The most criticized tool in Data Visualization is the pie chart. There are many areas of debate in the world of Data Visualization, but there is little debate among the experts about the pie chart. The number one rule about pie charts is “Don’t Use Pie Charts”. Personally, I’m not offended by them. I understand that it has been the tool of choice and that it has become ingrained into society and business. However, I am in complete support of the expert opinions. Pie charts are deficient in displaying and comparing data. There are a few acceptable uses for them, but in most cases a simple bar chart would be a better tool overall and provide a much better visual comparison.
I have heard people argue that pie charts take up less space or that they are easier to understand, but even these arguments are not valid. There are just too many fundamental problems with pie charts and this is why I advocate that they should not be used. Let’s examine a very simple data set and compare. Here is a table of The Twelve Days of Christmas.
Below is a pie chart of the Twelve Days of Christmas and basically the default view from Excel. To help this visual I’ve followed a common rule of pie charts which is to start at noon and move clockwise from the largest to smallest. The other common practice, as described by Dona Wong in The Wall Street Journal Guide to Information Graphics: The Dos and Don’ts of Presenting Data, Facts, and Figures, is to place the largest slice at noon and the second largest slice to the left of noon and then clockwise with the remaining largest to smaller. I find this practice to be even more confusing, unless the last category is “Other” or “Misc.” and therefore an aggregation of the remaining smaller categories. Also, I added the data to the legend and resized it as large as reasonably possible to make the text readable.
Note the following problems with the pie chart:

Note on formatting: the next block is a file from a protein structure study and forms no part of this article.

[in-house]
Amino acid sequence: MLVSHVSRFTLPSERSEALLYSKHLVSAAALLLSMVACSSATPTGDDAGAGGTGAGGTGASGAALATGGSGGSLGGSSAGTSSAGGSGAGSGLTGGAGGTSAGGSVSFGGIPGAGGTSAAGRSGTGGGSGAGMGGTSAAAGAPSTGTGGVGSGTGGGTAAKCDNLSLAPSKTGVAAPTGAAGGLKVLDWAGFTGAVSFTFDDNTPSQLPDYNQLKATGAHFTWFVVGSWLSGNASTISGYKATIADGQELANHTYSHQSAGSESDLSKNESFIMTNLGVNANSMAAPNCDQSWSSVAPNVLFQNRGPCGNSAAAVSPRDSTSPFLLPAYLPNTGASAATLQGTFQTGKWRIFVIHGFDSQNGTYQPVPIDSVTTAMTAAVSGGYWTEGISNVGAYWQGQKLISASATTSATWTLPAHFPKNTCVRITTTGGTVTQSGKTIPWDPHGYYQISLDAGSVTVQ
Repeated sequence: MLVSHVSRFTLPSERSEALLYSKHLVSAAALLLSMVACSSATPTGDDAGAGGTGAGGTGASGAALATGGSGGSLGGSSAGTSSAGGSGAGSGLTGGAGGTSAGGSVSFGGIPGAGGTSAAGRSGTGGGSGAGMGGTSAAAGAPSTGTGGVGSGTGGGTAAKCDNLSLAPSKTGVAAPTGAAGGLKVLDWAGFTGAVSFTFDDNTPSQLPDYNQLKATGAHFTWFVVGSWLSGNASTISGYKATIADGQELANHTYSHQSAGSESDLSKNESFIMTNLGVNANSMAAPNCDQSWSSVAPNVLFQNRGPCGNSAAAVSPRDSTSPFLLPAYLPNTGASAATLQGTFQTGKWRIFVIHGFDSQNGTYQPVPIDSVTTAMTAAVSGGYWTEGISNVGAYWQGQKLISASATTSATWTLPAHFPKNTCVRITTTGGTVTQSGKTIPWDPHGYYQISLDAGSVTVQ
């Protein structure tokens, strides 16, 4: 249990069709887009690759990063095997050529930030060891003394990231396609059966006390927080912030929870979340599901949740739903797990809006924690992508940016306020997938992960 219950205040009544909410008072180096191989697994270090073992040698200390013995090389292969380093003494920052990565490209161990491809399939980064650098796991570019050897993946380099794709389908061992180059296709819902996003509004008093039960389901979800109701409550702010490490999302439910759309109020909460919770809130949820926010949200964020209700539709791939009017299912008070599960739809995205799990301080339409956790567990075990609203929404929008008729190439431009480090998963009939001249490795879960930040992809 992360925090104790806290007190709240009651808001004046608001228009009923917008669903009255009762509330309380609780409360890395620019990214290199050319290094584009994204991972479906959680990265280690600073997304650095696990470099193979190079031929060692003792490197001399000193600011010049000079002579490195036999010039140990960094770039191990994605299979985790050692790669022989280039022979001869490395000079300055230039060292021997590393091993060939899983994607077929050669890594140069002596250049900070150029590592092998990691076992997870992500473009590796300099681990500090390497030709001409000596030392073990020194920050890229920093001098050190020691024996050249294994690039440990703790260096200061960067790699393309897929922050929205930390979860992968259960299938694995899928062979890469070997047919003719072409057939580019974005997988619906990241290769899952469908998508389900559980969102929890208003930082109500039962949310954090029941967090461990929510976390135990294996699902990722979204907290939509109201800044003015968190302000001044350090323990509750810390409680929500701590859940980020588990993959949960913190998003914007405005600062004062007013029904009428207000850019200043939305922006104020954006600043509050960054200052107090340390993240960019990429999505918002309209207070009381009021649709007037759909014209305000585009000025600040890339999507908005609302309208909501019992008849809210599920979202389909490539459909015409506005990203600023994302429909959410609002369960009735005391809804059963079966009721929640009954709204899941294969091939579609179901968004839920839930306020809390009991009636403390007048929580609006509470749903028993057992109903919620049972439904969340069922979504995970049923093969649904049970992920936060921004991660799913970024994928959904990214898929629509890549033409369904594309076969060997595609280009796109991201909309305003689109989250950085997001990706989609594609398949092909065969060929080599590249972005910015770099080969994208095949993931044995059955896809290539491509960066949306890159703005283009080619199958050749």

• To visually compare the reader must go back and forth from the pie chart to the legend to determine which present matches which color. It would be impossible to list the labels within each slice because the text would be too long. Another popular option is to create lines from the pie chart pointing to each label and place the labels around the pie chart. This creates a very busy chart and clutters the chart with extra lines.
• The use of many different colors is required to create a categorical comparison color scheme. This makes it difficult to see the difference in colors from the shades of blue, red and purple.
• The comparison between the categories is very difficult. The eye cannot easily discern between the size of the “Drummers Drumming” and the “Pipers Piping”. This is because the size of the pie slice is not easily calculated.
• The beginning of one category starts at the end of the previous category. This means that you cannot compare multiple categories from the same baseline, because the baseline shifts from one category to the next.
• Finally, to generate a pie chart it is necessary to calculate the percentage of the categories, after all a pie chart is by nature showing 100% and not 78 total gifts. This may be done manually, but that is not necessary as the software used to create the pie chart will do this automatically (these example charts were built in Microsoft Excel). Now in some cases a percentage might be the correct measure, but in other cases the values may be more appropriate. Below are the calculated fields for what the pie chart is actually showing.
There is nothing wrong mathematically with the pie chart. There are twice as many Geese a Laying then there are French Hens and three times as many Ladies Dancing and French Hens. However, the comparison between these is exactly the point. The pie chart does not make it easy to tell that comparison. It’s hard enough to tell which slice is bigger. It would be impossible to discern twice as much or three times as much.
Here is the same data graphed using a simple bar chart.
This chart solves all of the problems mentioned above.
• Comparisons are made easily from one category to the other because the baseline is now the same for each category. Turtle Doves is clearly twice as many as the Partridge in the Pear Tree. There is no question if there are more Ladies Dancing or Maids a Milking.
• Color is easily managed. There is no color requirement to discern between categories. In fact, this graph could be done in gray scale and printed on a black and white printer or copy machine and it would still be usable.
• The axis labels are now adjacent to the data and the bar. This allows for a very compact chart and is easy to read.
• Finally, unless the pie chart is shrunk to a tiny graphic, for example as a data layer on top of a map, then there is no real space savings. In fact, the bar chart takes up less room on the page and is more readable than the pie chart.
Hopefully this holiday example illustrates the problems associated with using pie charts and the better alternatives. Best wishes for a safe and happy holidays and please keep checking back for more on Data Visualization.